The Jakarta Post
Data from the 2018 Basic Health Survey (Riskesdas) revealed that about 63 percent of adult men in Indonesia were smokers. (Shutterstock/File)
A recent statement from the World Health Organization revealed that smokers in Indonesia are at high risk of “severe or critical” infection with the novel coronavirus disease (COVID-19). The high risk applies for any type of smoking.
“Smokers are at high risk for heart disease and respiratory disease, which are high risk factors for developing severe or critical disease with COVID-19,” said Dr. Paranie, representative of WHO Indonesia. “Therefore, smokers in Indonesia are at high risk for COVID-19.”
2018 data from the Basic Health Survey (Riskesdas) shows that Indonesia has one of the world’s highest rates of smoking. About 63 percent of adult men in the country are smokers.
As of Friday, 69 cases of coronavirus had been confirmed in Indonesia with four patients having died of the illness. The first patient, identified as Case 25, died on Wednesday after undergoing treatment for three days, and the second patient died in Surakarta, Central Java, on Friday. Both Case 25 and the patient in Surakarta had suffered from other illnesses in addition to COVID-19; one of them was diabetes.
Read also: Indonesia to test more people for COVID-19
Quitting smoking is said to be one way to reduce the risk of severe cases of the virus. The WHO also suggested the practice of personal hygiene, such as consistently washing one’s hands in a proper way, keeping social distance, covering one’s nose and mouth with a tissue when coughing or sneezing and seeking professional help when experiencing fever or having difficulty breathing.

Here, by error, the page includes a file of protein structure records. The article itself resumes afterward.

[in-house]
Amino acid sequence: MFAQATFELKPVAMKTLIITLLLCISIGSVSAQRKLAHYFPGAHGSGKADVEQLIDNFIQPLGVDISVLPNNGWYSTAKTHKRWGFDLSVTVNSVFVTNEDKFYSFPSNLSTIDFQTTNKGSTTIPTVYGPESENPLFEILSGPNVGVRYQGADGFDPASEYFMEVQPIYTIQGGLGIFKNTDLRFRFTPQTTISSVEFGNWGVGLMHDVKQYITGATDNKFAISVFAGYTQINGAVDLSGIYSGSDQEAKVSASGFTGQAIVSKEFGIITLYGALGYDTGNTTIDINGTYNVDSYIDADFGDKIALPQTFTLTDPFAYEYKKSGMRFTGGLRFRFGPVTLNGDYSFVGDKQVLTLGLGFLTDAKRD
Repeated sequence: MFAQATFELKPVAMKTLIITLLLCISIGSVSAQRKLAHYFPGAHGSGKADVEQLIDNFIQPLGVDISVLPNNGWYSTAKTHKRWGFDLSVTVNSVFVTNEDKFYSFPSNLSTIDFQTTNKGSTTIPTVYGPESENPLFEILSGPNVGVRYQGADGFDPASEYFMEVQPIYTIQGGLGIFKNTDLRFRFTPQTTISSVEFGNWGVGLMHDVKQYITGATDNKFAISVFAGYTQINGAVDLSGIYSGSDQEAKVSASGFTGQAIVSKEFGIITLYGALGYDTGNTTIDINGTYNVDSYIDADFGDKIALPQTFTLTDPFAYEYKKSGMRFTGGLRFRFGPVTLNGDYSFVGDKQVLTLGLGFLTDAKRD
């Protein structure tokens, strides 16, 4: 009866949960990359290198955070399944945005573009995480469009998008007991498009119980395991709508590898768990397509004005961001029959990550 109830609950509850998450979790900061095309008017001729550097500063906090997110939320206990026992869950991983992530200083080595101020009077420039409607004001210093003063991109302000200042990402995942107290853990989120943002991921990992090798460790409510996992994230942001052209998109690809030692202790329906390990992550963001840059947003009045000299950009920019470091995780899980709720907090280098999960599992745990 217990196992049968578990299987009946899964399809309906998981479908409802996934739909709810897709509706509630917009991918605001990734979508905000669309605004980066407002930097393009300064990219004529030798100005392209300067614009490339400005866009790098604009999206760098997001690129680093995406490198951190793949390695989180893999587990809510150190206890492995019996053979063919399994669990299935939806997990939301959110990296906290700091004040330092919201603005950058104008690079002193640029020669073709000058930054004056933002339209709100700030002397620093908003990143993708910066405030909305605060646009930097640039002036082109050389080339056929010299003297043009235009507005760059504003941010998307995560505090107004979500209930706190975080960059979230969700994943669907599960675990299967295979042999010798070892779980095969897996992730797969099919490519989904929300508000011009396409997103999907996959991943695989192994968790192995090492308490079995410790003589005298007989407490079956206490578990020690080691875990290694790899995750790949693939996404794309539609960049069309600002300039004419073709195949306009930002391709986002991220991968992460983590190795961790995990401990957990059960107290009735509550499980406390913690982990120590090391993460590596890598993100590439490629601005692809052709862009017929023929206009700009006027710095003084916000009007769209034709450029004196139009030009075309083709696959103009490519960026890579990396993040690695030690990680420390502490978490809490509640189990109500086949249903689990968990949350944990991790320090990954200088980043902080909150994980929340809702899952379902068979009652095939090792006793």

Symptoms of COVID-19 usually include fever, fatigue and a cough. Sometimes the symptoms can include pain, a runny nose, nasal congestion and a sore throat. In serious cases, the virus can also cause shortness of breath, which affects one in every five patients.
The WHO noted that about 80 percent of patients would likely recover without undergoing special treatment. The virus is not common in children and young adults.
Despite the aforementioned facts, COVID-19 should be taken seriously. People above 60 years old and with preexisting illnesses, such as diabetes, heart disease, respiratory disease or hypertension, are at high risk of developing serious complications if they catch the illness. (wir/wng)
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